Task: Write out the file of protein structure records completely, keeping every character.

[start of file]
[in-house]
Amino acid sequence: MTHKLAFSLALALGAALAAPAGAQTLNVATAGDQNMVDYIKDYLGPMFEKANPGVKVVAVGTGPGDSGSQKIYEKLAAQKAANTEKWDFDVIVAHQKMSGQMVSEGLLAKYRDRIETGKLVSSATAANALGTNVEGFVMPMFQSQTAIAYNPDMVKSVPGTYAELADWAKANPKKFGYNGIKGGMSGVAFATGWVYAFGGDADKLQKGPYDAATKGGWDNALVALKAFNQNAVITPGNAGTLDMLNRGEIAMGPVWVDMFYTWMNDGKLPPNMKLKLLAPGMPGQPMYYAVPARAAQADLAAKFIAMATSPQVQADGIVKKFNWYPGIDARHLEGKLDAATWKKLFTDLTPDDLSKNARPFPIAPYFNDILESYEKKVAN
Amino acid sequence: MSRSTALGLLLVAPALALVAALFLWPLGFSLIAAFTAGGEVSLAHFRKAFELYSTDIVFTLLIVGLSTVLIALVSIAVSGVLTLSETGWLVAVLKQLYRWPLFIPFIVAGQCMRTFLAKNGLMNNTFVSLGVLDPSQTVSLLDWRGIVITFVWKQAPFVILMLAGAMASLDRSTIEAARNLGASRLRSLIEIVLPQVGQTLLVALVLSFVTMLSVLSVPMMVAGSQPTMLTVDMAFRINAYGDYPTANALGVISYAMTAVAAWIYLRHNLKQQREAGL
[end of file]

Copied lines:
[in-house]
Amino acid sequence: MTHKLAFSLALALGAALAAPAGAQTLNVATAGDQNMVDYIKDYLGPMFEKANPGVKVVAVGTGPGDSGSQKIYEKLAAQKAANTEKWDFDVIVAHQKMSGQMVSEGLLAKYRDRIETGKLVSSATAANALGTNVEGFVMPMFQSQTAIAYNPDMVKSVPGTYAELADWAKANPKKFGYNGIKGGMSGVAFATGWVYAFGGDADKLQKGPYDAATKGGWDNALVALKAFNQNAVITPGNAGTLDMLNRGEIAMGPVWVDMFYTWMNDGKLPPNMKLKLLAPGMPGQPMYYAVPARAAQADLAAKFIAMATSPQVQADGIVKKFNWYPGIDARHLEGKLDAATWKKLFTDLTPDDLSKNARPFPIAPYFNDILESYEKKVAN
Amino acid sequence: MSRSTALGLLLVAPALALVAALFLWPLGFSLIAAFTAGGEVSLAHFRKAFELYSTDIVFTLLIVGLSTVLIALVSIAVSGVLTLSETGWLVAVLKQLYRWPLFIPFIVAGQCMRTFLAKNGLMNNTFVSLGVLDPSQTVSLLDWRGIVITFVWKQAPFVILMLAGAMASLDRSTIEAARNLGASRLRSLIEIVLPQVGQTLLVALVLSFVTMLSVLSVPMMVAGSQPTMLTVDMAFRINAYGDYPTANALGVISYAMTAVAAWIYLRHNLKQQREAGL